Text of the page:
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From Wikipedia, the free encyclopedia

Lennoxtown (Scottish Gaelic: Baile na Leamhnachd, pronounced [ˈpalə nə ˈʎãũnəxk]) is a town in East Dunbartonshire, Scotland at the foot of the Campsie Fells, which are just to the north.

It is now part of the East Dunbartonshire council area but prior to 1975 was in the historic county of Stirlingshire.

It had a population of 4,094 at the 2011 UK Census.


Thomas Muir
Thomas Muir
Lennoxtown Friendly Victualling Society
Lennoxtown Friendly Victualling Society
Lennoxtown church, built in the 1820s
Lennoxtown church, built in the 1820s

The focus of the Lennoxtown area used to be the busy Lennox Mill, where tenants of the Woodhead estate brought their corn to be ground. There were several corn mills in Campsie Parish, but this was arguably the most important. Lennox Mill was located in the vicinity of the recently demolished Kali Nail Works.

A significant event in the history of the locality was the establishment of the calico printing works at Lennoxmill during the late 1780s, on a site adjacent to the old corn mill. Calico is a type of cotton cloth, and the printing of cotton cloth was soon established as a major industry in the area, also at Milton of Campsie. It was to provide accommodation for the block makers and other cotton printing workers that the village of Lennoxtown was established, during the late eighteenth and early nineteenth centuries. Streets of houses were planned and built according to a formal plan. Lennoxtown was at first known as 'Newtown of Campsie',[2] to distinguish it from the 'Kirktoun' or 'Clachan' of Campsie, at the foot of Campsie Glen.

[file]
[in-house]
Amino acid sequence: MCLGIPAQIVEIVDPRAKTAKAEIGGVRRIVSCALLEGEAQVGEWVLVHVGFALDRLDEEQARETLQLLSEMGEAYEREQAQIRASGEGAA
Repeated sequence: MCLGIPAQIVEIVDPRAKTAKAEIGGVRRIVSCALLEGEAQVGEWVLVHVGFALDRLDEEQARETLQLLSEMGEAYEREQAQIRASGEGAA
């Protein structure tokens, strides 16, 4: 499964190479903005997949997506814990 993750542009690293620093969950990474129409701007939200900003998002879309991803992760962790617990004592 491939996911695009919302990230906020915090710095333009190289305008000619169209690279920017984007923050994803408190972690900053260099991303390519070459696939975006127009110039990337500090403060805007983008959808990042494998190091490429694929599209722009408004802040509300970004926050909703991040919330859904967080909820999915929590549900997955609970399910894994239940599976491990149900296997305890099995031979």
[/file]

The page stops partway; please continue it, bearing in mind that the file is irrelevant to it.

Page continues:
During the 19th century Lennoxtown grew to be the largest centre of population in Campsie Parish. Another important industry was soon established – a chemical works, founded by Charles Macintosh (of waterproof clothing fame) and his associates. At first their principal product was alum, a chemical employed in the textile industry. Alumschist, the basic ingredient in the process, was mined in the area. The works came to be known as the Secret Works, presumably because of the need to keep the industrial processes secret.[citation needed]

During the 1790s many of the Lennoxmill workers supported the political reformer Thomas Muir of Huntershill in his campaigns to establish democracy in Scotland, and a Reform Society was set up in Campsie in 1792. However, the parish minister, the Rev. James Lapslie, saw to it that there was also some opposition to Muir's ideas in the area. An important milestone in the drive towards democracy was the establishment in 1812 of a local co-operative society, the Lennoxtown Friendly Victualling Society, one of the earliest of its kind in Scotland.